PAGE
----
from Wiktionary, Creative Commons Attribution/Share-Alike License
- n. a wagonload; a load of any sort.
- n. an old English measure of lead or other metals, usually containing 19.5 hundredweight; a fodder.
- n. Food for animals.
- v. To feed animals (with fother).
- v. To stop a leak with oakum or old rope (often by drawing a sail under the hull).
from the GNU version of the Collaborative International Dictionary of English
- n. A wagonload; a load of any sort.
- n. See Fodder, a unit of weight.
- transitive v. To stop (a leak in a ship at sea) by drawing under its bottom a thrummed sail, so that the pressure of the water may force it into the crack.
from The Century Dictionary and Cyclopedia
- n. A wagon-load; a cart-load.
- n. A load; weight; burden; mass.
- n. An old unit of weight for lead, lime, and some other substances; a two-horse cart-load. A fother of lead varies from 19 1/2 to 22 1/2 hundredweight, each hundredweight being usually 120 pounds avoirdupois. At Néwcastle in England a fother is a third of a chaldron; and in American lead-mines the word is sometimes used for a short ton.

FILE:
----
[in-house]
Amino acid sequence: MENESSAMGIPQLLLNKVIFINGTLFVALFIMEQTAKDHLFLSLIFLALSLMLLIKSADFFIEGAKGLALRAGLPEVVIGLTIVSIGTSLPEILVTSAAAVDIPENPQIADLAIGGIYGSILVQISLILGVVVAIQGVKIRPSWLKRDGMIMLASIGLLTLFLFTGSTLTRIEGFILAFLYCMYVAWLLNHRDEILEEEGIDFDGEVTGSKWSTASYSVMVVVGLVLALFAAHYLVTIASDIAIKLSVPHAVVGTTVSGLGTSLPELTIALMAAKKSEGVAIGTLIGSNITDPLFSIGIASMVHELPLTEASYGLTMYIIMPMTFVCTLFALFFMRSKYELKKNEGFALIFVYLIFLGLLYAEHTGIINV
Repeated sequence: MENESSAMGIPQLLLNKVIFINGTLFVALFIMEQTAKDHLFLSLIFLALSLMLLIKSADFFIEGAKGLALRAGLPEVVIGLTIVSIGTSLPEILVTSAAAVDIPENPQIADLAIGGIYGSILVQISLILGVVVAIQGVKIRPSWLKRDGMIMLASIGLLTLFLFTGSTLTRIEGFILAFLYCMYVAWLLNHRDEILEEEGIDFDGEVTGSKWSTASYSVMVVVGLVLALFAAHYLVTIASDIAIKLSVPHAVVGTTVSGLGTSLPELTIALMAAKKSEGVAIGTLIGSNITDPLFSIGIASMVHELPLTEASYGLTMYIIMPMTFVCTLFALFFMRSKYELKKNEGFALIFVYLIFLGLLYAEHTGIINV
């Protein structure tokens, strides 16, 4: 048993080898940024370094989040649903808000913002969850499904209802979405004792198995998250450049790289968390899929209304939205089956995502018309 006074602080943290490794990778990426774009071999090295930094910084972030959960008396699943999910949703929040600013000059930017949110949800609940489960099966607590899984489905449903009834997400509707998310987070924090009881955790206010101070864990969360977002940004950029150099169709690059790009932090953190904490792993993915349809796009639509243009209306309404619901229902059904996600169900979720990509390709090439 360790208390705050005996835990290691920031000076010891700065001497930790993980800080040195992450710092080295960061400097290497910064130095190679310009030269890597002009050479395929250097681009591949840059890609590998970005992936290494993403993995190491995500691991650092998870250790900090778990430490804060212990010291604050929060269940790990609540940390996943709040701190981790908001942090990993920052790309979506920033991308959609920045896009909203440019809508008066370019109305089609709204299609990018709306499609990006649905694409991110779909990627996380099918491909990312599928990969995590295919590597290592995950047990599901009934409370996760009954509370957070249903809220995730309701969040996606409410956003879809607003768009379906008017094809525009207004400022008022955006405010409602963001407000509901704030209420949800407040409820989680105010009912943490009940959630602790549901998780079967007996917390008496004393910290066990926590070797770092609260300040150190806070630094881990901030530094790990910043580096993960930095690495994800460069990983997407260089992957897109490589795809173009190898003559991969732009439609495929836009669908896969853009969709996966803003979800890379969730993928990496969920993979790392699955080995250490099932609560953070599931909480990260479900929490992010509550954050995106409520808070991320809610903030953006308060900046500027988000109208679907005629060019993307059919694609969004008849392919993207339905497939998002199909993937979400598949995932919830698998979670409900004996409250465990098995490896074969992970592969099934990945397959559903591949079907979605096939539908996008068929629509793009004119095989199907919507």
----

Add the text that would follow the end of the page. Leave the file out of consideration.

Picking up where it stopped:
- To place a sail or tarpaulin over, as a leak in a ship's hull, for the purpose of keeping the water out. In fathering a leak, rope-yarns, oakum, etc., are thickly stitched on the sail or tarpaulin.
From Old Norse fóðr, but see Old English fōdor, from Proto-Germanic *fōdran (compare Dutch voer 'pasture, fodder', German Futter 'feed', Swedish foder), from *fōda 'food', from Proto-Indo-European *pat- 'to feed'. More at food. (Wiktionary)